IMMIGRATIONIs The RAISE Act A Solution To Our Immigration Problems?

A recent report revealed some shocking news about America’s future based on current immigration numbers. However, a possible solution to this issue might be the Reforming American Immigration for Strong Employment (RAISE) Act.

This new bill was introduced by Senator David Perdue (R-Georgia) and Senator Tom Cotton (R-Arkansas) in August 2017. Senator Cottonproclaimed:

“For decades our immigration system has been completely divorced from the needs of our economy, and working Americans’ wages have suffered as a result. Our legislation will set things right. We will build an immigration system that raises working wages, creates jobs, and gives every American a fair shot at creating wealth, whether your family came over on the Mayflower or just took the oath of citizenship.”

Specifically, the bill would

Eliminate “Diversity Lottery Visas”, a program that gives 50,000 visas to countries that send few immigrants to the United States in the name of, well, diversity.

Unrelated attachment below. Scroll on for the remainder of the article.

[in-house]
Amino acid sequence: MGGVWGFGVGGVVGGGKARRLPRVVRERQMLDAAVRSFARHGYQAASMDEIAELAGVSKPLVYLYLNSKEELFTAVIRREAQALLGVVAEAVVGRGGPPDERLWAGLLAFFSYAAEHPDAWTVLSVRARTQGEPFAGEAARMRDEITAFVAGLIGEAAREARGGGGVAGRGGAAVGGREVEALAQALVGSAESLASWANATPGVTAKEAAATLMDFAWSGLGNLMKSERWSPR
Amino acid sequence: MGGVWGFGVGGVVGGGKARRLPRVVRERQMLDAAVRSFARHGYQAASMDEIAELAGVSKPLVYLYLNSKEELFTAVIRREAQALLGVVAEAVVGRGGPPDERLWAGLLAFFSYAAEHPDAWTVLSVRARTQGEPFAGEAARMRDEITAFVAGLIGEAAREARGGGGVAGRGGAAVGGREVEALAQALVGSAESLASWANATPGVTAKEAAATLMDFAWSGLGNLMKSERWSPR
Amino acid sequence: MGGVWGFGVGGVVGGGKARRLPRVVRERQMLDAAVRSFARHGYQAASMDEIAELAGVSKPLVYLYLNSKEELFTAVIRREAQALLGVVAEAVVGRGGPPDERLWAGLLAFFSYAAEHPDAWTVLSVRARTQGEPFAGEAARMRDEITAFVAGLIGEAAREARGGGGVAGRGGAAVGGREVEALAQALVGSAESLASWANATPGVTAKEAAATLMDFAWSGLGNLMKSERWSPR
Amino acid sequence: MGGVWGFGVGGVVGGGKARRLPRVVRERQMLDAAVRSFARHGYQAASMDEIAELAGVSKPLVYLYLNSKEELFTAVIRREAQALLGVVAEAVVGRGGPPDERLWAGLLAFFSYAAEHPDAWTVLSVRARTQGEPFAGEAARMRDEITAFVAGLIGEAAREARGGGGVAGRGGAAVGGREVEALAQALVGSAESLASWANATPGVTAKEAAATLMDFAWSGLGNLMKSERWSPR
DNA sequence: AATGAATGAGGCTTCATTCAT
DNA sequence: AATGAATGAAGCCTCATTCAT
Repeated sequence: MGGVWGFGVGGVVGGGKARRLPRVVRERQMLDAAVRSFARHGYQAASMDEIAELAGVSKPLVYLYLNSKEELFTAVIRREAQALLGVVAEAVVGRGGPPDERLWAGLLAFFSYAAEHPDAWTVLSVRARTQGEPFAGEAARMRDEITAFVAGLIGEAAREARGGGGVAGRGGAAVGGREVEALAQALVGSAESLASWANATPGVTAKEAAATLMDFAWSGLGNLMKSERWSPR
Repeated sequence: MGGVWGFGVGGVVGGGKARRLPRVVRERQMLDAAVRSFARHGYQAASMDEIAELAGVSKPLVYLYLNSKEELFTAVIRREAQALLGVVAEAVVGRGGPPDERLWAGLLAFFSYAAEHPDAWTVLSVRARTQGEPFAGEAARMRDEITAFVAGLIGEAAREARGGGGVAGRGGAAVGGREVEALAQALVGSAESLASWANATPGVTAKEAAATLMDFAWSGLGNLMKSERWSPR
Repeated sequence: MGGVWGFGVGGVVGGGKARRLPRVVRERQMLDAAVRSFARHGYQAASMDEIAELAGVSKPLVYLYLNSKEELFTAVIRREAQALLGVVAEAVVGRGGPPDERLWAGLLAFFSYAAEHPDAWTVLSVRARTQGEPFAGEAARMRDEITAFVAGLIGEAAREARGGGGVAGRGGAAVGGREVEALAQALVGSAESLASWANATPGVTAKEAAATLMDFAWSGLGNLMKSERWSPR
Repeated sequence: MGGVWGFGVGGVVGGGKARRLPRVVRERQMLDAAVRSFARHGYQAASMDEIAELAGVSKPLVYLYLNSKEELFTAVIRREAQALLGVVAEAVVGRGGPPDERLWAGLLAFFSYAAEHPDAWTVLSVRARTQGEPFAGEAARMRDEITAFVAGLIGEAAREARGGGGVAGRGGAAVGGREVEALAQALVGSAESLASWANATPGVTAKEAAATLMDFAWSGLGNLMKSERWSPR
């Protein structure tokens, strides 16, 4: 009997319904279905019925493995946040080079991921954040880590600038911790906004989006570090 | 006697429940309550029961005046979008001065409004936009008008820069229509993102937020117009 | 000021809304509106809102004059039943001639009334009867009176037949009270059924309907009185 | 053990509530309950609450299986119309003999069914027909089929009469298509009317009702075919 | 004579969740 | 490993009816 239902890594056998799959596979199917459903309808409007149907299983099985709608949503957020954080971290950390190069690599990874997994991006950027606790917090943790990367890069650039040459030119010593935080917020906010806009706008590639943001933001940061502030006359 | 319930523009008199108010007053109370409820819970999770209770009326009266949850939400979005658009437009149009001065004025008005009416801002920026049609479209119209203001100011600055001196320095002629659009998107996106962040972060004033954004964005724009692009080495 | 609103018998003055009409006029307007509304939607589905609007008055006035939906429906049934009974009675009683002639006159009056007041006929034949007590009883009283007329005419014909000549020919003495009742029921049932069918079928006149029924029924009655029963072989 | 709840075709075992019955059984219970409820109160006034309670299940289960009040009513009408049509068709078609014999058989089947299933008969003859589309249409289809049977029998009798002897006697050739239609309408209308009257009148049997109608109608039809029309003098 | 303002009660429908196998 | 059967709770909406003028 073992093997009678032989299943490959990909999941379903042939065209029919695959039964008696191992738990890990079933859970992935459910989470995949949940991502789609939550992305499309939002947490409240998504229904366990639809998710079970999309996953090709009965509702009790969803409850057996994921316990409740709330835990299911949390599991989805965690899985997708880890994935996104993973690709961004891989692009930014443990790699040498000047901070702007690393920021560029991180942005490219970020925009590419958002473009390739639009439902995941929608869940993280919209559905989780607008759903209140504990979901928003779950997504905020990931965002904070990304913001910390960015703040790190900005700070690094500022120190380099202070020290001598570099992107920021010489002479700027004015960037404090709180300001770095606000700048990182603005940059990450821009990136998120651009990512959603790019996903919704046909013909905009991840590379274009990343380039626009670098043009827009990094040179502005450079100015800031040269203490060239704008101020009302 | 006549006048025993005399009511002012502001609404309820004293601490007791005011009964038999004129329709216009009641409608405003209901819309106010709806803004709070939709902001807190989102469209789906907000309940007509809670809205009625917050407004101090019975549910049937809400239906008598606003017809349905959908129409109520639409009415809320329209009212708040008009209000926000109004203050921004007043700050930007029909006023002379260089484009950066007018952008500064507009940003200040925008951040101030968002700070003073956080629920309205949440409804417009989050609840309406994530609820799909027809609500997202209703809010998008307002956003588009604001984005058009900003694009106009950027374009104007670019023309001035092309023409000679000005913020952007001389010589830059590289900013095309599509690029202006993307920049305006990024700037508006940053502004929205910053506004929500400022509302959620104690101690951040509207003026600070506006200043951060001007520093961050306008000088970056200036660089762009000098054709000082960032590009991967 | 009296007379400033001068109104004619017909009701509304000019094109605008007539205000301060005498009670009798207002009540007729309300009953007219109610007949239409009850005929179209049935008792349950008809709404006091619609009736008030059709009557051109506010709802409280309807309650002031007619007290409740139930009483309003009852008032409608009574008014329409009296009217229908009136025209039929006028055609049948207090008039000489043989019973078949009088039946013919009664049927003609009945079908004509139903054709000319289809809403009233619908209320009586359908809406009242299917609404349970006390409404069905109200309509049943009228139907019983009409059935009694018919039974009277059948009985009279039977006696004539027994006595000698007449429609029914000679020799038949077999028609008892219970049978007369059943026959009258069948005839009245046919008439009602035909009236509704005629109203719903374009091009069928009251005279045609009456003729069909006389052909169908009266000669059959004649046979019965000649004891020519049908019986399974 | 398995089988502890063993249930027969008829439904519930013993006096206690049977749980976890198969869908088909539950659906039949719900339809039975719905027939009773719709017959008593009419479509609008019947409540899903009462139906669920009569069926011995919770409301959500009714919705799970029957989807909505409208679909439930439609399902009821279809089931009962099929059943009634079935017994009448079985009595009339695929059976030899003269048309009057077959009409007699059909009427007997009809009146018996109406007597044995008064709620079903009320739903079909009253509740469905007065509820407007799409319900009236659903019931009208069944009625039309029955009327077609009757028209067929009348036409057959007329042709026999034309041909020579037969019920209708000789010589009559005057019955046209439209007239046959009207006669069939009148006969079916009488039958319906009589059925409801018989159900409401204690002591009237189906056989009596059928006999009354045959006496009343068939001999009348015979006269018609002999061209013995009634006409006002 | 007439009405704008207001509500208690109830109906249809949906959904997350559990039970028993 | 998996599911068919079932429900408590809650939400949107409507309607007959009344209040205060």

Limit the number of refugees given permanent residency to 50,000 per year.

Eliminate the ability of immigrants to sponsor visas for extended family members and adult children.

Restructure the employment-visa system into a points system akin to those used by Canada or Australia, prioritizing young-ish immigrants with good English, high-paying job offers, and other markers of achievement.

Under the RAISE Act, immigration would eventually drop to just above 500,000 per year, a number that was last achieved in 1980!

Lyman Stone wrote in the Federalist that “It’s a Hopeful Start”:

The RAISE Act is an invaluable step in pushing the United States away from its outdated, uncompetitive system of nepotistic, kinship-based immigration, towards a modernized, skills-based points system.

As currently proposed, the law has a few changes that need to be tweaked. Regardless, most, if not all, Democrats will oppose the bill because it would reduce the number of “future voters” to help them regain power in Congress. However, many of these naysayers will most likely be at risk of retaining their seats in the 2018 election.

However, something else needs to be considered: all immigrants must learn English and assimilate into our culture. This is America and there is no room for multiculturalism.

Needless to say, it may very well be impossible to include these two points in the new bill. But we can hope work will be done remove these two issues that concern most of our citizens.


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